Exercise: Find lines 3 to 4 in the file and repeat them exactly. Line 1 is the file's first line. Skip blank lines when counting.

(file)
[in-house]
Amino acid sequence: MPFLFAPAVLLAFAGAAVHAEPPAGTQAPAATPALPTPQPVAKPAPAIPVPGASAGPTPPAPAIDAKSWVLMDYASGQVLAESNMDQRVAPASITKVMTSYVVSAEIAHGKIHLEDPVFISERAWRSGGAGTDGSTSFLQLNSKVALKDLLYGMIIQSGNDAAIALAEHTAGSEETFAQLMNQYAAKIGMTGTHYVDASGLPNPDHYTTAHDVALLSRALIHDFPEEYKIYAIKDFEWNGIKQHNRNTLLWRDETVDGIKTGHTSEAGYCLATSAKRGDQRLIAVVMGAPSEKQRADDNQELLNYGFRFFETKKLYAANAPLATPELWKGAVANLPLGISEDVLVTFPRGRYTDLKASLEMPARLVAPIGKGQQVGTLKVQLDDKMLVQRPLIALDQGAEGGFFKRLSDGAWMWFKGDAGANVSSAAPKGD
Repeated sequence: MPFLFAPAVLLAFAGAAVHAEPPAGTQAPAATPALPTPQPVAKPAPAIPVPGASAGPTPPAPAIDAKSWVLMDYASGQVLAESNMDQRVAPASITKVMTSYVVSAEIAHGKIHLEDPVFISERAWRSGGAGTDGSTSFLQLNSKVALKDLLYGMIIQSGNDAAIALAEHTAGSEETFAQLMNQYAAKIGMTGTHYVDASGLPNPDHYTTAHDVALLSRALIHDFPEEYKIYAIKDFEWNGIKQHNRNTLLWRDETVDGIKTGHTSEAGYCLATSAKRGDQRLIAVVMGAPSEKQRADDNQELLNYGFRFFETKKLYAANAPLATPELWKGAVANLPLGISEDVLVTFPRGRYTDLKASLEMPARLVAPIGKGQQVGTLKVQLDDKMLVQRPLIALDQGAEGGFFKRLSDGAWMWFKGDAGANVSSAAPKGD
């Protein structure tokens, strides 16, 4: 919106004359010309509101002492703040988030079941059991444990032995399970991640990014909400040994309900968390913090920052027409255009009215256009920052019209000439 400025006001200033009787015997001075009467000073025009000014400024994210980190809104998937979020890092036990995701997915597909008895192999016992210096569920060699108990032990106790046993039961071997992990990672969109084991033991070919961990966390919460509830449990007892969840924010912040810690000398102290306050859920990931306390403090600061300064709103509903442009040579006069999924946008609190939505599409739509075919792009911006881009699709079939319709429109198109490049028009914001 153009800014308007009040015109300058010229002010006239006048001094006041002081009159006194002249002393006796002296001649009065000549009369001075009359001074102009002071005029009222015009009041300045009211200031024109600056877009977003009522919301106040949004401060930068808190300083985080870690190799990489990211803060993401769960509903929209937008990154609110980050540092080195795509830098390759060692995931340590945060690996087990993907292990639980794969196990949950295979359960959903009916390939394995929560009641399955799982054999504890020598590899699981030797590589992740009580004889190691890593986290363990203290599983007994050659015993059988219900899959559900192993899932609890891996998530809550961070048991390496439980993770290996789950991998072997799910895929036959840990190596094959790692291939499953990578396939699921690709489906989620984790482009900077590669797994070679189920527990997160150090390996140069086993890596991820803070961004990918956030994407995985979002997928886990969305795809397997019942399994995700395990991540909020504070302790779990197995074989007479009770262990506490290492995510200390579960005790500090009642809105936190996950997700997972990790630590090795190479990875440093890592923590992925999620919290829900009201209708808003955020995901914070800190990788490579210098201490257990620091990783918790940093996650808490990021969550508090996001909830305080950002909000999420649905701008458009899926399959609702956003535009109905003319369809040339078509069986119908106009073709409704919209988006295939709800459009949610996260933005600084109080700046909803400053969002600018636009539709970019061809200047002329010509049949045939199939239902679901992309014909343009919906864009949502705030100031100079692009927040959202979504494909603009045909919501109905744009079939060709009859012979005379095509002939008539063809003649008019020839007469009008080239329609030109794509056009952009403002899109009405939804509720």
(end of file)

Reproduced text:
Repeated sequence: MPFLFAPAVLLAFAGAAVHAEPPAGTQAPAATPALPTPQPVAKPAPAIPVPGASAGPTPPAPAIDAKSWVLMDYASGQVLAESNMDQRVAPASITKVMTSYVVSAEIAHGKIHLEDPVFISERAWRSGGAGTDGSTSFLQLNSKVALKDLLYGMIIQSGNDAAIALAEHTAGSEETFAQLMNQYAAKIGMTGTHYVDASGLPNPDHYTTAHDVALLSRALIHDFPEEYKIYAIKDFEWNGIKQHNRNTLLWRDETVDGIKTGHTSEAGYCLATSAKRGDQRLIAVVMGAPSEKQRADDNQELLNYGFRFFETKKLYAANAPLATPELWKGAVANLPLGISEDVLVTFPRGRYTDLKASLEMPARLVAPIGKGQQVGTLKVQLDDKMLVQRPLIALDQGAEGGFFKRLSDGAWMWFKGDAGANVSSAAPKGD
């Protein structure tokens, strides 16, 4: 919106004359010309509101002492703040988030079941059991444990032995399970991640990014909400040994309900968390913090920052027409255009009215256009920052019209000439 400025006001200033009787015997001075009467000073025009000014400024994210980190809104998937979020890092036990995701997915597909008895192999016992210096569920060699108990032990106790046993039961071997992990990672969109084991033991070919961990966390919460509830449990007892969840924010912040810690000398102290306050859920990931306390403090600061300064709103509903442009040579006069999924946008609190939505599409739509075919792009911006881009699709079939319709429109198109490049028009914001 153009800014308007009040015109300058010229002010006239006048001094006041002081009159006194002249002393006796002296001649009065000549009369001075009359001074102009002071005029009222015009009041300045009211200031024109600056877009977003009522919301106040949004401060930068808190300083985080870690190799990489990211803060993401769960509903929209937008990154609110980050540092080195795509830098390759060692995931340590945060690996087990993907292990639980794969196990949950295979359960959903009916390939394995929560009641399955799982054999504890020598590899699981030797590589992740009580004889190691890593986290363990203290599983007994050659015993059988219900899959559900192993899932609890891996998530809550961070048991390496439980993770290996789950991998072997799910895929036959840990190596094959790692291939499953990578396939699921690709489906989620984790482009900077590669797994070679189920527990997160150090390996140069086993890596991820803070961004990918956030994407995985979002997928886990969305795809397997019942399994995700395990991540909020504070302790779990197995074989007479009770262990506490290492995510200390579960005790500090009642809105936190996950997700997972990790630590090795190479990875440093890592923590992925999620919290829900009201209708808003955020995901914070800190990788490579210098201490257990620091990783918790940093996650808490990021969550508090996001909830305080950002909000999420649905701008458009899926399959609702956003535009109905003319369809040339078509069986119908106009073709409704919209988006295939709800459009949610996260933005600084109080700046909803400053969002600018636009539709970019061809200047002329010509049949045939199939239902679901992309014909343009919906864009949502705030100031100079692009927040959202979504494909603009045909919501109905744009079939060709009859012979005379095509002939008539063809003649008019020839007469009008080239329609030109794509056009952009403002899109009405939804509720």